Secondary School

In September we began our search for a secondary school even though it doesn’t seem five minutes since he started nursery school.  As George has a statement of special educational needs, we have begun to look around now, at the start of year five rather than year six.  This is so we can have our school choices and evidence ready for his year five statement review.

Not only do we have to find a school that best fits his needs, we are in the position that we live in the neighbouring borough to his current school, this somewhat complicates things as it is harder to get a place at an out of borough school.

We first took George to look around my old High school, I’ve not been back in the 16 years since I left so I was really excited to take a trip down memory lane.  The school has expanded extensively so there were many new buildings to see and explore.  As we started our guided tour it became apparent that George was really struggling, his tics were in overdrive and the signs of anxiety on his face were plain to see.

There were lots of practical demonstrations to see and games to take part in as we went round.  When we arrived at the science lab we realised there were going to be issues for George we hadn’t even considered.

We had discussed the huge increase in size from a primary school of just 300 or so to a high school with 1500 pupils, the moving to new classrooms with new teachers each lesson and the problems this could cause.  We hadn’t really thought about the new lessons George would get to partake in.  At primary school there are no practical classrooms so George has never been in a science lab, woodwork, sewing or home economics room.  George was invited to take part in a science experiment.  Whilst he was listening to the teacher speak he was absent minded and squirting various chemicals out of the pipette.  Concentration and impulse control in practical lessons could be tricky.  Then there is the smell of the lab, George is very sensitive to smell and the overpowering smell of a science lab could be unbearable to George.  A lot of George’s tics involve touching his face or chewing things, not a great idea in a science lab full of chemicals.

On the positive side, this particular school has an ASD hub.  Although George doesn’t have an ASD diagnosis and would be based in the mainstream classrooms, as a lot of his symptoms cross over into ASD territory he would be able to make use of the resources there during lunch, break times or if he needed for particular subjects.  He relaxed a lot more in this room and loved exploring the sensory toys they had out on display.

We have looked at a few more schools and they have varied enormously in the support they can offer.

We now have time to have a long think, re-visit the schools and decide which can best fit his needs. It is such a worry how he will deal with such a huge transition, just moving from one year group to another takes weeks of preparation, it’s a good job we’ve started early.

I’d be glad to hear any words of wisdom from any parents that have already tackled the transition to high school, what steps you took, what helped ease your child into the new school?

Moving-On

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1 thought on “Secondary School”

  1. Hi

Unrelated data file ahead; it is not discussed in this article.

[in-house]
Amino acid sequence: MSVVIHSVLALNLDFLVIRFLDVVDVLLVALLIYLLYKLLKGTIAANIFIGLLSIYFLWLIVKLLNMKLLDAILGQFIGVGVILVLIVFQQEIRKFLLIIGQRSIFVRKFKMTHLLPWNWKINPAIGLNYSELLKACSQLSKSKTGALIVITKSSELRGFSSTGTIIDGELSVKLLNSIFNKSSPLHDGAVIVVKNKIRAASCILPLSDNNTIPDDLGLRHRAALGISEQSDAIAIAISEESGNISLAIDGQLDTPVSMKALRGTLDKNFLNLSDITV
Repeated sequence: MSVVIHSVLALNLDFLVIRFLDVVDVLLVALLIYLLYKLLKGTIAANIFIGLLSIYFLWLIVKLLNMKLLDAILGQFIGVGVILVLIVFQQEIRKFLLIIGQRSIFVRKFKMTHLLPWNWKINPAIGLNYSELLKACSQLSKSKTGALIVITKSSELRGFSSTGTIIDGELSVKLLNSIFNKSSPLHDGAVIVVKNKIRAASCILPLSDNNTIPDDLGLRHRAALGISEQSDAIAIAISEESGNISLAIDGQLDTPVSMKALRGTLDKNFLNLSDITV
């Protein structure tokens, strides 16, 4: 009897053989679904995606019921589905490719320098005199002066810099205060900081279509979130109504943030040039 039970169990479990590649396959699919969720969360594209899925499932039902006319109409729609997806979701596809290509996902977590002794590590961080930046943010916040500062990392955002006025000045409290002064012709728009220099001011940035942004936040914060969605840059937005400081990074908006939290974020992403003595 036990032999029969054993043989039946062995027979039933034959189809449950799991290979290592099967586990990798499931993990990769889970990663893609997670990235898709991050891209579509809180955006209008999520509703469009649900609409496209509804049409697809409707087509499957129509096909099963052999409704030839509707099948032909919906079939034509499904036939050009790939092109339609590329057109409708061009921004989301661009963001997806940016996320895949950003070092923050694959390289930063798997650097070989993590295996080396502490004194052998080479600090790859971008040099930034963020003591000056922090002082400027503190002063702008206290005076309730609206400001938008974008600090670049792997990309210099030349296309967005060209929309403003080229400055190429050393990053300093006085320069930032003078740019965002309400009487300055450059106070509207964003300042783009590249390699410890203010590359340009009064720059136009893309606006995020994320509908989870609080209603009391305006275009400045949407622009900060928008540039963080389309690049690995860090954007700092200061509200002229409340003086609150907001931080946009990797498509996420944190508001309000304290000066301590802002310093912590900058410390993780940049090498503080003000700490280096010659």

My son is 11 and he always struggled big time with moving up a year in junior school. I dreaded senior school. He started in September without his formal diagnosis which made things harder. The honeymoon period ended after about a month and it got tough for a while. The homework came thick and fast and mid term exams left his sister with a few bruises and several slaps across the face. Some of his teachers would give a punishment for tics, the standard school punishment is to copy out the schools two page code of conduct, my son has handwriting issues!!! He had a mentor which is a blue report for organisation and homework help. His massively overdeveloped sense of injustice looked at this as punishment. He begged to leave, threatened to kill the teachers etc etc. The mentor did help him organise himself and get to class on time. Checked his homework was done praised him and avoided negative attention. My sons confidence improved as he was away from the bullies in primary school, the snobby mothers looking down at the “naughty boy”. He discovered he was very good at science and yes even practical lessons and he too fiddles and touches everything but omg his science report was out of this world. I don’t even think the teacher knows there is anything wrong with him. He is so fascinated that I think his tics and fiddling compulsions must stop. He is fascinated by the human biology and doesn’t laugh like the other boys. He also realised that he was not a naughty boy because in senior school he met boys with much bigger issues than him who were always in trouble. He got his official diagnosis a few weeks before Xmas so cyps and a tic advisor went into school after Xmas and explained the basics to them. They said the school was genuinely interested in how ts and the comorbid stuff might affect him in class. I had his first parents review mid January and it was very good. They were extremely pleased with him and said that since his report he had made huge progress and that if they had regraded his behaviour it would be all a’s and b’s. This coincided with his diagnosis but also two weeks before Xmas he would usually be starting to wax like mad as he always does, descending into unbearable clown/rage boy mood swings. Christmas was bearable for the first time in years. So a very difficult first term which gradually improved towards Xmas and has remained that way. He now does his homework without me asking let alone forcing. He does most of it in break times so he doesn’t need to do it after school when he’s not at his best. Hard to believe if you could see the damage done to my house after 7 years of 20 minutes a week primary school homework. There school again uses written punishment for late homework and they still have to do the homework. Three months was all it took to get him doing it all the time and mainly at school. Only one homework tantrum since winter term started. I think the key to it is he is in control not me. If he doesn’t do his homework it’s his choice. At primary school I had to make him which ment it was me and our sitting room that he took his anger out on. he gets no homework accommodations either as they have a no exception rule. We have exams again this week but his sister has only been slapped once which is a huge improvement. Nothing significant has been broken except a few coat hangers and he’s come home hyper today because they are removing his blue report as his mentor is so pleased with him. It’s taken 15 weeks but he had no organisation skills at all, couldn’t remember where his classes were or any of his things. He is more organised than me now and rarely messes up. I am sure there will be many challenges ahead and rocky patches but all in all much better than I expected. Sometimes when ppl ask he will say he likes school and tells them that he would recommend it for their kids. Sometimes he mostly likes it, occasionally hating the odd teacher or complaining that the work was too EASY and he needs to get good marks to be moved up a set away from the kids who mess about and don’t want to do well!! I couldn’t write what he would have said about primary school. If you pick a school with a good pastoral system and clear consistent rules and expectations that most staff follow fairly then it might not be as bad as you think. MY sons school is strict but fair in its treatment of all pupils. He head teacher will hold a door open for children because he expects them to do the same. They push all children to there absolute potential and encourage positive reinforcement. None of the negativity seen in a lot of his primary school teachers. I sometimes think it is too strick but it obviously works because they have taken a school where a very high proportion of the children are pupil premium and live in some pretty awful council estates and made it one of the top 300 in England and top in our area. It’s even used in a telegraph article and has a government paper written about how this school which serves a predominantly deprived catchment has managed to buck the trend of shocking senior school reading decline. I didn’t really do much looking for schools. We failed to get s place at the Emmanuel foundations school which has its own application and my son picked Cardinal Hume as his first council choice. I knew nothing about it except it was strick and they got 71% GCSE pass with math and English. I think we are lucky to have two excellent schools and even luckier to have got a place at one. You are wise to look now because i got lucky. As you already have the diagnosis you can really pull them apart and see what they can do to accommodate your child. I wasn’t in that situation as we didn’t have the diagnosis. I heard all the stories about kids starting to develop coprolalia with the stress of senior school and I was terrified. It’s easier now than primary in some ways. Acne and hair starting to sprout so I’m sure it will get tougher. Good luck in your search for a school and remember if it’s not right you can always move them but don’t leave it. Trust your instincts. I kept giving primary one more term, till the end of the year, his next teacher might be better etc till it wasn’t worth it as the upheaval might have affected his sats.